Last season, in Virginia’s first year of transition from the 3-4 base defense utilized under former Coach Al Groh to the 4-3 scheme employed by Coach Mike London, the mandate to the Cavaliers’ defensive players was streamlined: Don’t worry about making mistakes so long as you are playing fast.

That approach yielded a unit that struggled mightily to stop the run, missed tackles regularly, infrequently produced takeaways and garnered an abundance of penalties.

This season, Virginia’s defensive players still are competing at a fast pace, but they’re doing so with more discipline, more knowledge of the scheme and, thus, better results. Granted, it’s only been two games, but the early returns have been promising nonetheless. The Cavaliers have allowed opponents to gain an average of 244 total yards per game, which ranks No. 20 in the nation.

But the Virginia defense’s first true test of the season will come Saturday when the Cavaliers open ACC play at North Carolina. Virginia Linebackers Coach Vincent Brown said Tuesday that the Tar Heels’ motion-heavy offensive approach will make them difficult to defend. North Carolina has ample talent at the offensive skill positions, Brown said, and the Tar Heels will do what they can to distract and out-flank an opposing defense.

“If you’re not really sound in your alignment rules and your key responsibilities, you can give up some big plays to them,” Brown said.

Thus far, the Cavaliers have demonstrated improvement in that regard, and one of the things that has led to is an increase in takeaways. Through two games in the 2010 season, Virginia had forced two turnovers. In getting off to a 2-0 start this season against FCS William & Mary and Indiana, the Cavaliers tallied five takeaways.

That’s a result, Brown said, not simply of better execution by the players, but of a better understanding on the players’ part of where they need to be on the field at all times.

Virginia’s defensive players “just have a greater understanding of what we’re doing and of what the offense is trying to do to you when they get into certain formations and backfield sets and recognizing route combinations and whatnot,” Brown said. “So they’re just in better position because they know more than they did last year.”

Last season, Virginia recorded 16 takeaways, which put them in a six-way tie for No. 102 in the nation in that category. Brown said the coaches knew entering this fall that the quickest way for their defense to improve as an overall unit would be to find a way to increase takeaways.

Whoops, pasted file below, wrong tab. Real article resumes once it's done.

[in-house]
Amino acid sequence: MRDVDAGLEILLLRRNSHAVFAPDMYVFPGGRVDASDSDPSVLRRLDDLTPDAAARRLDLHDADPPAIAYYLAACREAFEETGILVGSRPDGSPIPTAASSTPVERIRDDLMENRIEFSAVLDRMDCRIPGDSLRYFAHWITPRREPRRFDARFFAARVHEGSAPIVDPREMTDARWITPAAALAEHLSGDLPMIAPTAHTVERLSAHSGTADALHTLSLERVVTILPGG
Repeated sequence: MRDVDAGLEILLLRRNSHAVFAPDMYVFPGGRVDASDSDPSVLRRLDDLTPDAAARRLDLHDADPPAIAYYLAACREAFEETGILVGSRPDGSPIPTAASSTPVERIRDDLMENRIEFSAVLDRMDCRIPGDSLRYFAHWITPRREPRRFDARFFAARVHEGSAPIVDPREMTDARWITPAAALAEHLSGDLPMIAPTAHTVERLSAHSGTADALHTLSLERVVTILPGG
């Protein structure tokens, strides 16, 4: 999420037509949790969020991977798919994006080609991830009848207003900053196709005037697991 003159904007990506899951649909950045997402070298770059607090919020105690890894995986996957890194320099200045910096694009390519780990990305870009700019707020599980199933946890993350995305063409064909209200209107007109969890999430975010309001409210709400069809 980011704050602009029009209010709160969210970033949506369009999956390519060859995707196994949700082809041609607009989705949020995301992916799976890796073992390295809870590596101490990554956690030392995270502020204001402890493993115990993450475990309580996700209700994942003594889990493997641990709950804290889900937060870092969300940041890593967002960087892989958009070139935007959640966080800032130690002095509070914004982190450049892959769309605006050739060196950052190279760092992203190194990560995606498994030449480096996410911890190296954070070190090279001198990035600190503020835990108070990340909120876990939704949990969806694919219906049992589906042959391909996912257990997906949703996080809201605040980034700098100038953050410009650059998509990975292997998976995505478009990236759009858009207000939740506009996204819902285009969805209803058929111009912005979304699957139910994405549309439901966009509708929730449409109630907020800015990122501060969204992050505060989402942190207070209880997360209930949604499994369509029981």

The Cavaliers also were one of the most penalized teams in the country (only two FBS teams averaged more penalties per game than Virginia in 2010). They were playing fast, but they weren’t playing smart.

That, Brown said, has changed.

“You don’t want guys thinking and being robotic out on the field,” Brown said. “You want them to utilize their God-given athleticism and be able to make plays. And so throughout last season that was really the focus, to use the talents that God has blessed you with to make plays.

“But you realize that that’s not good enough, that going fast isn’t good enough. You want to play fast, but you want to play fast with great detail and precision. And so, again, the fact that they guys have seen some of these plays so many times, they know the framework and structure of our defense better than they did last year.

“They’re not perfect by any means, but at least there’s been some improvement, so when you combine the two, now you’re on the road to being able to play pretty good defense by going fast and yet, by going in the right direction fast.”

Penalties are down. Takeaways are up. The Virginia defense – through two non-conference games, at least – has been stingier. Will the trends continue Saturday and into the coming weeks? Who knows?

But for now, the Cavaliers defense is showing signs of growth. Brown and the rest of the coaches will take it.